Grizzly Gaming

Friday, December 7, 2012

Battlefield 3 Premium: Expensive but well worth it

Though it came out a while ago, “Battlefield 3” remains one of my favorite FPS games on the market. Rather than just offering claustrophobic gunplay like the “Call of Duty” series, “Battlefield” offers a wide range of experiences, effortlessly blending on-foot action with fast-paced, explosive vehicular combat. Not only that, but no game displays environmental damage as well or as beautifully as the “Battlefield” series, pulling players in by allowing you to actively affect the environment around you with bullets and explosions.

While the standard edition of “Battlefield 3” comes with plenty of interesting maps, there are also myriad downloadable content packs which greatly enhance its replayability. The first “BF3” content pack, “Back to Karkand” featured new vehicles, new weapons, a handful of classic “BF” maps remade for “BF3” as well as introducing assignments, in-game challenges to complete which unlock new weapons, gear and dog tags. This DLC pack was free to anyone who preordered the game (or managed to snag a Limited Edition copy at release). But this is only one of five content packs promised for “BF3.” If you’re a big enough fan of the series, you could purchase the Premium service, which allows access to each of the DLC packs as they are released.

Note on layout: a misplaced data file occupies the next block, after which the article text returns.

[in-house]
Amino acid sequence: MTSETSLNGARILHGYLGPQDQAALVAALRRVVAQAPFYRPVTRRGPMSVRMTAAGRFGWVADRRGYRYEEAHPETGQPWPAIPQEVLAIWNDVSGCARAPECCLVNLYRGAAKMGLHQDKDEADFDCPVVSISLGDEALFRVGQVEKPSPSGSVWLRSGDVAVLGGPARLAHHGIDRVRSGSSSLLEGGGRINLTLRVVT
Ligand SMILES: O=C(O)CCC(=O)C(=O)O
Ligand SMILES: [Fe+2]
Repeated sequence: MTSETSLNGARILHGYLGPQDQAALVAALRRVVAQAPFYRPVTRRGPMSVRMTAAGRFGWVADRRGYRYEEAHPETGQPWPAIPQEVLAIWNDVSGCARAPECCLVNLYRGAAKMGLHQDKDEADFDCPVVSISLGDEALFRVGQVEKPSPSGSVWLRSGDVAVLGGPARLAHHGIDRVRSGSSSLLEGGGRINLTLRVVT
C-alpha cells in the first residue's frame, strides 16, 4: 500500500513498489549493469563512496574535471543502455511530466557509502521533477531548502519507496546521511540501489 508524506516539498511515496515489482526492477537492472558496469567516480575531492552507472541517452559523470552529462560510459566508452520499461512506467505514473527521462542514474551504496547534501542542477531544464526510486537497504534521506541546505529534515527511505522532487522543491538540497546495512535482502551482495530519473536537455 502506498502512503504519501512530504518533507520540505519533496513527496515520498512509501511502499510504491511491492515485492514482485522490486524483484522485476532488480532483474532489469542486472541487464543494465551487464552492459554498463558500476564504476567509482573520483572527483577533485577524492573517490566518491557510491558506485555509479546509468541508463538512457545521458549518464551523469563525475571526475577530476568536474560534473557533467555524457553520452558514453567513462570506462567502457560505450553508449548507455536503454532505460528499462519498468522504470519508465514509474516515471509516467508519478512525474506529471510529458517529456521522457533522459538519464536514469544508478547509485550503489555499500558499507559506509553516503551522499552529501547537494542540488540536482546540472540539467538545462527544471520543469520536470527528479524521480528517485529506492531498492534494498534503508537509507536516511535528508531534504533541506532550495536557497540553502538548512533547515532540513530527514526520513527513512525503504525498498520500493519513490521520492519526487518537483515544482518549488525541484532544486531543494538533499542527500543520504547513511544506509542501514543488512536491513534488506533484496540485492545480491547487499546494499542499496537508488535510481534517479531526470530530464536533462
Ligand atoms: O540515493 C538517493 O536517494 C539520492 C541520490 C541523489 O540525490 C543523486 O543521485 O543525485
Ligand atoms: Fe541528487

I was pretty happy with “Back to Karkand” but having never played the earlier “BF” titles those maps were featured in, the nostalgia factor was lost on me. They were fun maps but not really as interesting as those included with the base game. The addition of assignments was great, though, adding even more purpose to playing. The next DLC pack, “Close Quarters” introduced a number of smaller, indoor, infantry-based maps as well as new assignments and Conquest Domination, a variant of the popular Conquest mode tailored for smaller maps.

The next pack, “Armored Kill” introduced a ton of new vehicles to the game, primarily new main battle tanks, smaller, more agile “tank killers,” mobile rocket launchers and ATVs. Armored Kill also introduced larger, vehicle-oriented maps as well as the game mode Tank Superiority, where two teams stocked with a number of tanks and tank killers, fight over a single control point on large, wide-open maps.

The fourth pack, “Aftermath,” was only just released for PC and Xbox 360 on Dec. 4 (PS3 users got it Nov. 27). This pack features a number of maps set in urban Middle Eastern areas that have been ravaged by a massive earthquake. This pack also comes with new weapons and assignments as well as a new game mode called Scavenger, a Conquest variant where you spawn with only a pistol (no gear or main weapon) and must find randomly spawning weapons with limited ammo.

The final pack, titled End Game” is set to be released in March and is said to feature jungle-based maps akin to “Apocalypse Now.” That’s pretty much all I know though.

Before I bought Premium, the “Armored Kill” pack interested me the most. Driving tanks and punching holes through buildings with heavy explosives was and remains to be one of the biggest selling points for the “BF” series – so how could even more tanks and maps specially geared toward vehicle warfare not be the best of all the Premium packs? While Tank Superiority is a nice change of pace from the vehicular warfare offered in a standard game of Conquest or Rush, the most fun I’ve had with any of the Premium content has without a doubt been from “Close Quarters.”